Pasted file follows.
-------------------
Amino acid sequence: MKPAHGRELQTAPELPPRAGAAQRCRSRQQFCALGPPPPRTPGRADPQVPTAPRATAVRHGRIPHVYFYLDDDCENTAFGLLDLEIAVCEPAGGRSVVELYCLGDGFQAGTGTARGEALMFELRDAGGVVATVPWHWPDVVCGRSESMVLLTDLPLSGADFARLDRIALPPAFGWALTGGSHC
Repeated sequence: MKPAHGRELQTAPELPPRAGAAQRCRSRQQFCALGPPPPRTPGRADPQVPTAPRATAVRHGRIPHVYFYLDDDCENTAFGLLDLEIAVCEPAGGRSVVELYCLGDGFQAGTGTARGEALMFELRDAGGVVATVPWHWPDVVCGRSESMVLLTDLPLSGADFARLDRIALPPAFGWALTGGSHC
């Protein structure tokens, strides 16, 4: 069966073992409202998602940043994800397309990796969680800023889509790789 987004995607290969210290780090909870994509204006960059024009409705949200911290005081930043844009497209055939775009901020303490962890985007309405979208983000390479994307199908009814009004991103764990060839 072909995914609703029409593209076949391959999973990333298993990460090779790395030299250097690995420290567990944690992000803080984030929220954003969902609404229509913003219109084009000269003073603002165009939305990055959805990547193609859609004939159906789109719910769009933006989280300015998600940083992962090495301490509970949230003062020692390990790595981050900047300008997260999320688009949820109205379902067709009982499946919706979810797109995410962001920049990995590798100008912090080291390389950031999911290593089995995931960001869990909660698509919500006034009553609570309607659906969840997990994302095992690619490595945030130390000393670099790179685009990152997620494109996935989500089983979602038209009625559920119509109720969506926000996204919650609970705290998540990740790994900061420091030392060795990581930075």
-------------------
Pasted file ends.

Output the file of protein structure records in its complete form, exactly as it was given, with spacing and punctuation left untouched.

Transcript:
Amino acid sequence: MKPAHGRELQTAPELPPRAGAAQRCRSRQQFCALGPPPPRTPGRADPQVPTAPRATAVRHGRIPHVYFYLDDDCENTAFGLLDLEIAVCEPAGGRSVVELYCLGDGFQAGTGTARGEALMFELRDAGGVVATVPWHWPDVVCGRSESMVLLTDLPLSGADFARLDRIALPPAFGWALTGGSHC
Repeated sequence: MKPAHGRELQTAPELPPRAGAAQRCRSRQQFCALGPPPPRTPGRADPQVPTAPRATAVRHGRIPHVYFYLDDDCENTAFGLLDLEIAVCEPAGGRSVVELYCLGDGFQAGTGTARGEALMFELRDAGGVVATVPWHWPDVVCGRSESMVLLTDLPLSGADFARLDRIALPPAFGWALTGGSHC
């Protein structure tokens, strides 16, 4: 069966073992409202998602940043994800397309990796969680800023889509790789 987004995607290969210290780090909870994509204006960059024009409705949200911290005081930043844009497209055939775009901020303490962890985007309405979208983000390479994307199908009814009004991103764990060839 072909995914609703029409593209076949391959999973990333298993990460090779790395030299250097690995420290567990944690992000803080984030929220954003969902609404229509913003219109084009000269003073603002165009939305990055959805990547193609859609004939159906789109719910769009933006989280300015998600940083992962090495301490509970949230003062020692390990790595981050900047300008997260999320688009949820109205379902067709009982499946919706979810797109995410962001920049990995590798100008912090080291390389950031999911290593089995995931960001869990909660698509919500006034009553609570309607659906969840997990994302095992690619490595945030130390000393670099790179685009990152997620494109996935989500089983979602038209009625559920119509109720969506926000996204919650609970705290998540990740790994900061420091030392060795990581930075």